Bournemouth were therefore restricted to playing into the feet of their attackers, who would then receive with their back to goal with a lack of support, and also under pressure from behind. That they soon fell two goals down contributed to Howe demanding his team also adopt a 4-2-3-1, in which Cook was given a more familiar central role in the midfield two alongside Surman, and Wilson, Fraser and Gosling formed the three behind Solanke.
Their new shape encouraged their attackers to play on different lines and their full-backs to advance – inviting combinations in wide areas – and led to Bournemouth not only beginning to truly influence play but to create good quality attacks. As their wide attackers Wilson and Fraser moved inside into the half-spaces that existed, occupying the relevant defender but, with an overlap from full-back, being presented with opportunities to continue to attack.
Perhaps significantly, in a way they have rarely shown in recent years, Arsenal adopted a cynical approach in an attempt to frustrate their opponents. Determined to disrupt the momentum Bournemouth were building, they committed tactical fouls to halt play through stoppages, and even to request treatment.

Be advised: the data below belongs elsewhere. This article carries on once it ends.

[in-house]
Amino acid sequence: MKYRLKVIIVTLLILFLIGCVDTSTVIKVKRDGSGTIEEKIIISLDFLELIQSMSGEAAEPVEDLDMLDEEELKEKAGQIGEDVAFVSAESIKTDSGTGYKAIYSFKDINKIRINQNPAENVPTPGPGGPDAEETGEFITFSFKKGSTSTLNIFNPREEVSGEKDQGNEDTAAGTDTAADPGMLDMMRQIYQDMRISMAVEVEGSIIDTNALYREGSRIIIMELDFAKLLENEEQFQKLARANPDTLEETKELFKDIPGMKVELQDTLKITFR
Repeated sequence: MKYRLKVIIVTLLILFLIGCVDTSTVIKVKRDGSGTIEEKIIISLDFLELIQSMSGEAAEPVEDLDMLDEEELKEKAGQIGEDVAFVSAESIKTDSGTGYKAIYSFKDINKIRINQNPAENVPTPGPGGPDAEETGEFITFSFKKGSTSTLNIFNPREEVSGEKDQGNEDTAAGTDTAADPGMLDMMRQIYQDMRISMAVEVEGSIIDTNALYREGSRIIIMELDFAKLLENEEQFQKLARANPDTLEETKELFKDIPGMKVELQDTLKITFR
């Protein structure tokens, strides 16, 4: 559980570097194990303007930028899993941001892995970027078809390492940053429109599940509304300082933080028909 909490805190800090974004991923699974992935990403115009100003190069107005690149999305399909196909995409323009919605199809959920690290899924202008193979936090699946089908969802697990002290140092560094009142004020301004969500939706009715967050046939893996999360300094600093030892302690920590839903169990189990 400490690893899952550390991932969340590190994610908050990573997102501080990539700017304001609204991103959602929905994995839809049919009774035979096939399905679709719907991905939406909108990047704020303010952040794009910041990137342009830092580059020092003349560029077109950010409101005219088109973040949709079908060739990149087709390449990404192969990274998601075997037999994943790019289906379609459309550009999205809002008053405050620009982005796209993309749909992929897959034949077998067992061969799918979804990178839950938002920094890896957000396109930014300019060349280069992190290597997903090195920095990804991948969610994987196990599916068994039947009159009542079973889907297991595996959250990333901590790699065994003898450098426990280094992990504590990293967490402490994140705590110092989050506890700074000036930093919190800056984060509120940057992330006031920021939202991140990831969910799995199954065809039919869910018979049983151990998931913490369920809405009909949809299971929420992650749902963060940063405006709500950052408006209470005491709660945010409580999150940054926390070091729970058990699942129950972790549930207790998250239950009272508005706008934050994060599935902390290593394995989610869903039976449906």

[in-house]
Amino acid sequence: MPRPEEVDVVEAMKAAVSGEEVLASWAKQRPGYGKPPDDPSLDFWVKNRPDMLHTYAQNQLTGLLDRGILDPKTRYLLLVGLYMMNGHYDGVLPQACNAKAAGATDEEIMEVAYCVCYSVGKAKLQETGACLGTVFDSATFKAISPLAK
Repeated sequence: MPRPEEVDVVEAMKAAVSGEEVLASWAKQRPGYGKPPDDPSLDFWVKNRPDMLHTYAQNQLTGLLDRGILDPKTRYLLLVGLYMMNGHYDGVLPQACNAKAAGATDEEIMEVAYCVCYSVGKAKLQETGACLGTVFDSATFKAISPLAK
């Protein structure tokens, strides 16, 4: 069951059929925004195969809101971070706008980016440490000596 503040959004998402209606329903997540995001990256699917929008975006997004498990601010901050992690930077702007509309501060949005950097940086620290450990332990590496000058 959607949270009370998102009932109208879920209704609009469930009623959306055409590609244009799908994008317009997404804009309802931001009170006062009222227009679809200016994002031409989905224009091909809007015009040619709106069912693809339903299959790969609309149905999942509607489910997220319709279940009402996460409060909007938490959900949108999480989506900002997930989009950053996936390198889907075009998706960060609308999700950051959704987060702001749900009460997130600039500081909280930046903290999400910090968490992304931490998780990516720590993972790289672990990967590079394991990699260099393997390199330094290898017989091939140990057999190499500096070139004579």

Bournemouth started with a 4-4-2 when they were in possession; Ryan Fraser and Dominic Solanke formed their less familiar front two
They also adopted a 4-4-2 while they were defending; their midfield comprised of Harry Wilson, Andrew Surman, Dan Gosling and Lewis Cook
It took only 30 minutes for Eddie Howe to reorganise his team, who thereafter defended with a 4-5-1 in their pursuit of greater width, and to nullify the threat posed as a false full-back by Granit Xhaka
Joe Willock’s positioning troubled them, so Bournemouth responded by using a central midfielder to screen passing lines towards him
Arsenal again adopted a 4-2-3-1 formation, led as their central attacker by Eddie Nketiah
They remained in that same shape both with and without possession; Granit Xhaka and Mattéo Guendouzi formed the double pivot at the base of midfield
Xhaka often withdrew to operate as a false full-back, from where he contributed to three-on-twos against Fraser and Solanke